As Carl Prine has argued, the Surge merely "codified" other more important conditions and changes that had occurred at the time. It was not in any way a strategic, game changing event. Yet its architects have tried to turn it into such a thing, and as a result these same individuals have also ascribed way to much influence and "leverage" to what little American troops remained until the pull out. It is still unclear to me how a mere 10,000 troops qualify as a buffer. I can imagine if we had kept this small number of troops there, there would have been a strong reaction (fighting reaction that is) by the different shia militia groups. To compare Iraq to the Balkans and Americans presence there as Biddle does not make much sense to me.

In the end I suspect this "Obama lost Iraq" label will end up deflecting criticism from these very same people who advocated another Surge in Afghanistan, but with the same costly and dubious results.

Robert C. Jones

Thu, 12/29/2011 - 5:59am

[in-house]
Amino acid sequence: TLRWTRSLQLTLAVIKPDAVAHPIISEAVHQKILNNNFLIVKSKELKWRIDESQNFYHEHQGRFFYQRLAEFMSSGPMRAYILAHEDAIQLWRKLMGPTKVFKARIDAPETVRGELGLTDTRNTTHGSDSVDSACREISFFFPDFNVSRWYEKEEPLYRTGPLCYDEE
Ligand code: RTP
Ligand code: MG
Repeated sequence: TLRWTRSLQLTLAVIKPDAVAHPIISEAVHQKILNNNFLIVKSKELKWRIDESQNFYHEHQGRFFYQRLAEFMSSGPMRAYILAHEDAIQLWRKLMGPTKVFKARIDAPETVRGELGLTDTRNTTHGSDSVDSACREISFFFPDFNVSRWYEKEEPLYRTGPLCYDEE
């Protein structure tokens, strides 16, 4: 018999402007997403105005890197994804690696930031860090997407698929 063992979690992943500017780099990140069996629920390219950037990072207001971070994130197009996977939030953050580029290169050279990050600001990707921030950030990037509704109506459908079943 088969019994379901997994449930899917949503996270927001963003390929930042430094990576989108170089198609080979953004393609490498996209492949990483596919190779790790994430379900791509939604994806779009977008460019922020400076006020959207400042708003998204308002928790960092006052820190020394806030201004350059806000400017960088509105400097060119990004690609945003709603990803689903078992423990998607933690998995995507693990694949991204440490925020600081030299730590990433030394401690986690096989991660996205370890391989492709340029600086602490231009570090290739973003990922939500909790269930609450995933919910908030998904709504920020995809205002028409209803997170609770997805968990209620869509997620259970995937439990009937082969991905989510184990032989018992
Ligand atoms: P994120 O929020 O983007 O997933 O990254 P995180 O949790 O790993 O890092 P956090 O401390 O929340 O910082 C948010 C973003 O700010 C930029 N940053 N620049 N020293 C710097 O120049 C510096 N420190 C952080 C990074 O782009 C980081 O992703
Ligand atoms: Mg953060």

If the gains were durable in nature, they will evolve and grow in strength. If they were artificial in nature they will devolve and fade away.

General Keane is probably not the best voice to listen to on this topic, IMO. I had the opportunity to listen to him speak at length about Afghanistan recently, during which he shared his perspectives on Vietnam and Iraq. My assessment is that this is very much the conventional warrior, who sees all conflicts through a fairly black and white lens of "if one defeats the enemey and preserves the current state, one wins." (my summary, not his words). This reflects a serious lack of understanding of the nature of insurgency and how conflicts rooted in insurgency differ from wars between states.

But for my money, the greatest metric for the effectiveness of the surge will be how long it endures once we stop propping it up.

If the argument is that we should dedicate ourselves to propping it up indefinitely, that is insane. If the argument is that we should re-look what we did, how we did it and what we helped create so that we might be more effective in the future and also better assist the Iraqi people in getting to a more durable solution of their own design, fine.